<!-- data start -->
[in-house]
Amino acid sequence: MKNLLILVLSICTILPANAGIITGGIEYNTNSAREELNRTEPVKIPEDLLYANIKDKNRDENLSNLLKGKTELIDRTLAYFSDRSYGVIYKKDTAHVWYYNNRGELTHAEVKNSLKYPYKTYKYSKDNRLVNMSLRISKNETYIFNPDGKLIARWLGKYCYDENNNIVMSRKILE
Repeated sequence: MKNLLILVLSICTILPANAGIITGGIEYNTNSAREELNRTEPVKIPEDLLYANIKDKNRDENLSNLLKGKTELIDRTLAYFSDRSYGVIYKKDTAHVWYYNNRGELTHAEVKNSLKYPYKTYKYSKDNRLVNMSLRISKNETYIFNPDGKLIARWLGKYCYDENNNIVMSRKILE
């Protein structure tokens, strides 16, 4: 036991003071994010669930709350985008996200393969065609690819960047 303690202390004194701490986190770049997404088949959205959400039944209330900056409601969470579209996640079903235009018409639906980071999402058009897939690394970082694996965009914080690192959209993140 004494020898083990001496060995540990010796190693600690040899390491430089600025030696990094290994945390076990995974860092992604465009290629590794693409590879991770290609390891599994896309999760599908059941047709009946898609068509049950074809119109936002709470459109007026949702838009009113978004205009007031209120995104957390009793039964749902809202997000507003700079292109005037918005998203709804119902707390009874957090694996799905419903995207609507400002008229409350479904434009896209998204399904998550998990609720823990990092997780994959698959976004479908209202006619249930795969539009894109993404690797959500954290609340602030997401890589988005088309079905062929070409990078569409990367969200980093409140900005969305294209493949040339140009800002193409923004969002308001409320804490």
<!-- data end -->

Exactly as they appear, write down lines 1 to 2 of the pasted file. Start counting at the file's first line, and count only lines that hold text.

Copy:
[in-house]
Amino acid sequence: MKNLLILVLSICTILPANAGIITGGIEYNTNSAREELNRTEPVKIPEDLLYANIKDKNRDENLSNLLKGKTELIDRTLAYFSDRSYGVIYKKDTAHVWYYNNRGELTHAEVKNSLKYPYKTYKYSKDNRLVNMSLRISKNETYIFNPDGKLIARWLGKYCYDENNNIVMSRKILE